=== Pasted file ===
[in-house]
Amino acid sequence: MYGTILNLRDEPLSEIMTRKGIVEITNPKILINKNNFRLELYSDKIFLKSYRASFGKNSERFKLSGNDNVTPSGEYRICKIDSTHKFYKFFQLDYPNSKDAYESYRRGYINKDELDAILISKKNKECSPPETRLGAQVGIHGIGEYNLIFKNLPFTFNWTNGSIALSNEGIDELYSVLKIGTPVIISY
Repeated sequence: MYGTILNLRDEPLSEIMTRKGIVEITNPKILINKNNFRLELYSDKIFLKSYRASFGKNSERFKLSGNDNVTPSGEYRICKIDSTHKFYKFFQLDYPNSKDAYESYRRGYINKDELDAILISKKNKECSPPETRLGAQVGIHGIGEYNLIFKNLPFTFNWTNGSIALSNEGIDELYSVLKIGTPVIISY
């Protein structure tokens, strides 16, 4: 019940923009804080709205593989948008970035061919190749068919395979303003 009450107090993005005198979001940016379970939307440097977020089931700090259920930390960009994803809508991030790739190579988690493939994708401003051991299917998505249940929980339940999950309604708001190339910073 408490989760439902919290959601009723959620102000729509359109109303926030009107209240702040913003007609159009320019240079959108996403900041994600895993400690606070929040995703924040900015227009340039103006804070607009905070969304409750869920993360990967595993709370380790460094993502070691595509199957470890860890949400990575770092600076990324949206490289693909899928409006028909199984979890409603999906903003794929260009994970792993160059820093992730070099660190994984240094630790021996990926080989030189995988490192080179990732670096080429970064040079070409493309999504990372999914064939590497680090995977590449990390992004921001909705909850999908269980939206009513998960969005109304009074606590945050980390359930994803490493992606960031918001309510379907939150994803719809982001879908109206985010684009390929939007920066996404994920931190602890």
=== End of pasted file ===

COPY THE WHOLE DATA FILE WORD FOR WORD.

[in-house]
Amino acid sequence: MYGTILNLRDEPLSEIMTRKGIVEITNPKILINKNNFRLELYSDKIFLKSYRASFGKNSERFKLSGNDNVTPSGEYRICKIDSTHKFYKFFQLDYPNSKDAYESYRRGYINKDELDAILISKKNKECSPPETRLGAQVGIHGIGEYNLIFKNLPFTFNWTNGSIALSNEGIDELYSVLKIGTPVIISY
Repeated sequence: MYGTILNLRDEPLSEIMTRKGIVEITNPKILINKNNFRLELYSDKIFLKSYRASFGKNSERFKLSGNDNVTPSGEYRICKIDSTHKFYKFFQLDYPNSKDAYESYRRGYINKDELDAILISKKNKECSPPETRLGAQVGIHGIGEYNLIFKNLPFTFNWTNGSIALSNEGIDELYSVLKIGTPVIISY
């Protein structure tokens, strides 16, 4: 019940923009804080709205593989948008970035061919190749068919395979303003 009450107090993005005198979001940016379970939307440097977020089931700090259920930390960009994803809508991030790739190579988690493939994708401003051991299917998505249940929980339940999950309604708001190339910073 408490989760439902919290959601009723959620102000729509359109109303926030009107209240702040913003007609159009320019240079959108996403900041994600895993400690606070929040995703924040900015227009340039103006804070607009905070969304409750869920993360990967595993709370380790460094993502070691595509199957470890860890949400990575770092600076990324949206490289693909899928409006028909199984979890409603999906903003794929260009994970792993160059820093992730070099660190994984240094630790021996990926080989030189995988490192080179990732670096080429970064040079070409493309999504990372999914064939590497680090995977590449990390992004921001909705909850999908269980939206009513998960969005109304009074606590945050980390359930994803490493992606960031918001309510379907939150994803719809982001879908109206985010684009390929939007920066996404994920931190602890």